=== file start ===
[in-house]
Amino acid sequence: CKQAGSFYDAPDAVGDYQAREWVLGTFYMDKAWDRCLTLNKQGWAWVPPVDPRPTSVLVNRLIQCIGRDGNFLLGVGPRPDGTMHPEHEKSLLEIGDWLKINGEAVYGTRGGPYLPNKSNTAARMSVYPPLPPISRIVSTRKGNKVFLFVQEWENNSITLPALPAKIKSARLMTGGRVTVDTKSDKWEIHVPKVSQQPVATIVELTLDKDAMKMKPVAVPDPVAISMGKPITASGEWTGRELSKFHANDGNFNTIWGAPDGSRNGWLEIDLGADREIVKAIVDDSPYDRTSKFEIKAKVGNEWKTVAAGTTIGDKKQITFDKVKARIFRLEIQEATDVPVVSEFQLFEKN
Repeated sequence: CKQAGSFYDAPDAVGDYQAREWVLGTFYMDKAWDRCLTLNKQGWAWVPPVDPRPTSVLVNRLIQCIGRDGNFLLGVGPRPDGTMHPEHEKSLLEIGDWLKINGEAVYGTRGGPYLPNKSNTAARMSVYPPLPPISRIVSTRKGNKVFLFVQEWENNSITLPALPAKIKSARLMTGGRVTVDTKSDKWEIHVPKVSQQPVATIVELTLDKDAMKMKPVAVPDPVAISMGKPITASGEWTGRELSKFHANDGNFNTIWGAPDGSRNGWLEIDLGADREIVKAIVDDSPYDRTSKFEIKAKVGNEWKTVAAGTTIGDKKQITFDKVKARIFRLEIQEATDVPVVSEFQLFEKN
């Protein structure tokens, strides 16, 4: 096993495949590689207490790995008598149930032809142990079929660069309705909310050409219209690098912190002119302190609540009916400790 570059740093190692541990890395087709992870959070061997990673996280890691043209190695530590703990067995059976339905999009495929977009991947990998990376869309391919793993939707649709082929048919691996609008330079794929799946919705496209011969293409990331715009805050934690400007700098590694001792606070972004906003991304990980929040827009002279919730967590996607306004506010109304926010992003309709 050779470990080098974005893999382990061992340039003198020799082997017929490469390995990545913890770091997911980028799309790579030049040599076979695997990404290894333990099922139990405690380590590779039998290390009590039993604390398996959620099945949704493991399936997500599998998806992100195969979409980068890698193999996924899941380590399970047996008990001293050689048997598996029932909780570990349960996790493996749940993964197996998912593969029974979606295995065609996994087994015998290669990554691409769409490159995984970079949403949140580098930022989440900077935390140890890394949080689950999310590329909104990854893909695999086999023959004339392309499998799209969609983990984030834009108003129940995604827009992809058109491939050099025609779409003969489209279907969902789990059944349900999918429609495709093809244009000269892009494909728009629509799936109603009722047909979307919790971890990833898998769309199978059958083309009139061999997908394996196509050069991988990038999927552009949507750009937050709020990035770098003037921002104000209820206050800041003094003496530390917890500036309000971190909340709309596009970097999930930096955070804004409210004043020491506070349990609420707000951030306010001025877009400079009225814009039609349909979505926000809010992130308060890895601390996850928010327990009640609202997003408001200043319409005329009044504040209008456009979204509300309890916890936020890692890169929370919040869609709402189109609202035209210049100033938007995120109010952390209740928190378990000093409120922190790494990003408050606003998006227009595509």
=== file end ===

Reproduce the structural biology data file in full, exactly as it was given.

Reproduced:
[in-house]
Amino acid sequence: CKQAGSFYDAPDAVGDYQAREWVLGTFYMDKAWDRCLTLNKQGWAWVPPVDPRPTSVLVNRLIQCIGRDGNFLLGVGPRPDGTMHPEHEKSLLEIGDWLKINGEAVYGTRGGPYLPNKSNTAARMSVYPPLPPISRIVSTRKGNKVFLFVQEWENNSITLPALPAKIKSARLMTGGRVTVDTKSDKWEIHVPKVSQQPVATIVELTLDKDAMKMKPVAVPDPVAISMGKPITASGEWTGRELSKFHANDGNFNTIWGAPDGSRNGWLEIDLGADREIVKAIVDDSPYDRTSKFEIKAKVGNEWKTVAAGTTIGDKKQITFDKVKARIFRLEIQEATDVPVVSEFQLFEKN
Repeated sequence: CKQAGSFYDAPDAVGDYQAREWVLGTFYMDKAWDRCLTLNKQGWAWVPPVDPRPTSVLVNRLIQCIGRDGNFLLGVGPRPDGTMHPEHEKSLLEIGDWLKINGEAVYGTRGGPYLPNKSNTAARMSVYPPLPPISRIVSTRKGNKVFLFVQEWENNSITLPALPAKIKSARLMTGGRVTVDTKSDKWEIHVPKVSQQPVATIVELTLDKDAMKMKPVAVPDPVAISMGKPITASGEWTGRELSKFHANDGNFNTIWGAPDGSRNGWLEIDLGADREIVKAIVDDSPYDRTSKFEIKAKVGNEWKTVAAGTTIGDKKQITFDKVKARIFRLEIQEATDVPVVSEFQLFEKN
């Protein structure tokens, strides 16, 4: 096993495949590689207490790995008598149930032809142990079929660069309705909310050409219209690098912190002119302190609540009916400790 570059740093190692541990890395087709992870959070061997990673996280890691043209190695530590703990067995059976339905999009495929977009991947990998990376869309391919793993939707649709082929048919691996609008330079794929799946919705496209011969293409990331715009805050934690400007700098590694001792606070972004906003991304990980929040827009002279919730967590996607306004506010109304926010992003309709 050779470990080098974005893999382990061992340039003198020799082997017929490469390995990545913890770091997911980028799309790579030049040599076979695997990404290894333990099922139990405690380590590779039998290390009590039993604390398996959620099945949704493991399936997500599998998806992100195969979409980068890698193999996924899941380590399970047996008990001293050689048997598996029932909780570990349960996790493996749940993964197996998912593969029974979606295995065609996994087994015998290669990554691409769409490159995984970079949403949140580098930022989440900077935390140890890394949080689950999310590329909104990854893909695999086999023959004339392309499998799209969609983990984030834009108003129940995604827009992809058109491939050099025609779409003969489209279907969902789990059944349900999918429609495709093809244009000269892009494909728009629509799936109603009722047909979307919790971890990833898998769309199978059958083309009139061999997908394996196509050069991988990038999927552009949507750009937050709020990035770098003037921002104000209820206050800041003094003496530390917890500036309000971190909340709309596009970097999930930096955070804004409210004043020491506070349990609420707000951030306010001025877009400079009225814009039609349909979505926000809010992130308060890895601390996850928010327990009640609202997003408001200043319409005329009044504040209008456009979204509300309890916890936020890692890169929370919040869609709402189109609202035209210049100033938007995120109010952390209740928190378990000093409120922190790494990003408050606003998006227009595509």